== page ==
"Winner of numerous awards in the wildfowl carving field, Finch has exhibited in the New Orleans Museum Museum of Art, the Dallas Museum of Natural History, the Leigh-Yawkey Woodson Art Museum in Wasau Wisconsin, the New Britain Museum of American Art, New Britain, CT., and at the Easton Waterfowl Festival, Easton Maryland. He is a six-time Gulf South Champion and has won Best of Show Honors in Open, Best in Masters', three times, and has placed in the top three Best in World Level four times."
Above is Richard Finch at the 2016 Ward Foundation World Championship in Maryland.
His Hawkowl won third place in Decorative lifesize in the "world level" This is the fourth time Richard has won at the highest level of competition at the Ward show.
The Barn Owl with white footed deer mouse shown left was selected for the 2015 edition of Woodson Art Museum Birds in Art Exhibition. Left is a close up showing detail.
This Barn Owl won the Gulf South Championship for 2016 and the Hawk Owl took second place to the Barn Owl. This is the 7th time Dick has taken the purchase award at the Gulf South.
1st Bird of Prey Decorative Life size Open Class and 1st Best of Show Open Class at the World Show
This Barn Own was selected to be exhibited in the annual Woodson Art Museum Birds in Art Exhibit in 1993 "...Throughout the years, Birds in Art has morphed and grown and now is recognized around the world as the exhibit that sets the standard for avian art."
The Wildfowl Carving Competition magazine is published once yearly and it is quite an honor to have your work featured on the cover. Above left is Richard's Borrowing Owl on the 2002 cover. This piece also won the Gulf South Competition purchase award and is now in the Phillips Petroleum collection. He took top honors at the Gulf South Grand Prize six times. The Screech Owl with sparrow on the right placed third in the World competition at the Ward World Championship and was used as the spotlight piece in their magazine promotion.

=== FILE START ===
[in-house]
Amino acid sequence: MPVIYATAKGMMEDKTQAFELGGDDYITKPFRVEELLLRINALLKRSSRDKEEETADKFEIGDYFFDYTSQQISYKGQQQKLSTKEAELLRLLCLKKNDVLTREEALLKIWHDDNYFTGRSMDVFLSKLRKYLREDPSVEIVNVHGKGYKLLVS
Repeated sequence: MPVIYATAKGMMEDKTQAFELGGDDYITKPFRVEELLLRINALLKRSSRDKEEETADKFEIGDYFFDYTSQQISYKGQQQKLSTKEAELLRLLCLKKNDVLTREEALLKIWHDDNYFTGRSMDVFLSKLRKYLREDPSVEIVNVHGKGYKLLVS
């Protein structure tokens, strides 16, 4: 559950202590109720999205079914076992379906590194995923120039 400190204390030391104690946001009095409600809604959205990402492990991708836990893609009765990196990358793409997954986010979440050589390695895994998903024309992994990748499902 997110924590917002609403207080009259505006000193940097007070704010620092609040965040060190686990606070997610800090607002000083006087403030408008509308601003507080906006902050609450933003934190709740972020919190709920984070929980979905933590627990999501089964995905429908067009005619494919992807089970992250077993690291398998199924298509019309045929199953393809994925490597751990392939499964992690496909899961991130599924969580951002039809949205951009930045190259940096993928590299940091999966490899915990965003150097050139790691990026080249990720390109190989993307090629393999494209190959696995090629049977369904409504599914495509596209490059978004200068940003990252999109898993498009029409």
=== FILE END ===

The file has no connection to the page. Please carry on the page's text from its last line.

The World Championship is an international event where carvers, collectors, and visitors convene at the end of each April in Ocean City, MD. From highly decorative works of art to functional hunting decoys, more than 1200 different wildfowl carvings representing more than 150 species from around the world can be viewed at the premiere, most prestigious competition in the world. Competitors of all levels--from youth to world champions--compete against their peers for the chance to win a portion of nearly $70,000 in prize money, as well as other recognition including ribbons, medallions, plaques and trophies. There are 39 different divisions in which an artist can compete--decorative life-size and miniature wildfowl, floating waterfowl, interpretive, gunning decoys and contemporary antiques to name a few.
Common Nighthawk 2nd World Class at Ward Foundation also chosen for Birds in Art Exhibition. Those of you that are not familiar with this level of competition need to know that everything in the piece must be carved and molded including the habitat. The lichen and moss coverd log is completely hand made along with the bird.
Ferruginous Pygmy-Owl with Inca Dove; 1st Birds of Prey Master Level & 1st Best of Show Masters Ward Foundation World Show 2006
The World Show had in the beginning 4 levels of competition; Novice, Intermediate, and Open, and the World Level. In 2000 they set up one more level; Masters'. In order to compete in Masters' a carver had to have won a 1st, 2nd, 3rd in the World Level OR won two 1st Best of Show in Open, which is now called Advanced. Now there are five levels; Novice, Intermediate, Advanced, Masters', & World.
Cedar Waxwings, Gulf South Championship Grand Prize Winner and Coopers Hawk (Juvenile) at the 2003 annual Woodson Art Museum Birds in Art Exhibition
Above are a sampling of 2013 birds, some commissions and some for competition....from left: Red Breasted Nuthatch, Eastern Bluebird and Mockingbird. The Mockingbird took Best In Show in its division at the 2013 Gulf South Championship. Richard was the Featured Artist at the Easton Maryland exhibition 2013! In addition, his Mockingbird was selected for Leigh- Yawkey Woodson Museum's September 2014 Birds in Art Exhibit
Great Horned Owl with deer mouse
The following are excerpts from ConocoPhillips Tribute to Art and Nature publication showing Richard Finch's winning pieces that won the Gulf South Championship. ConocoPhillips sponsors this competition and the winning pieces are in their collection.
The birds on the following pages were photographed by Garth Hannum for ConocoPhillips
The Lousiana Wildfowl Carvers and Collectors Guild did not hold the annual Wildfowl Festival in 2006, 2007, and 2008. Hurricane Katrina devastated
the Gulf Coast and New Orleans in 2005 and brought the non-profit organization to an end. The majority of its officers and board members lost their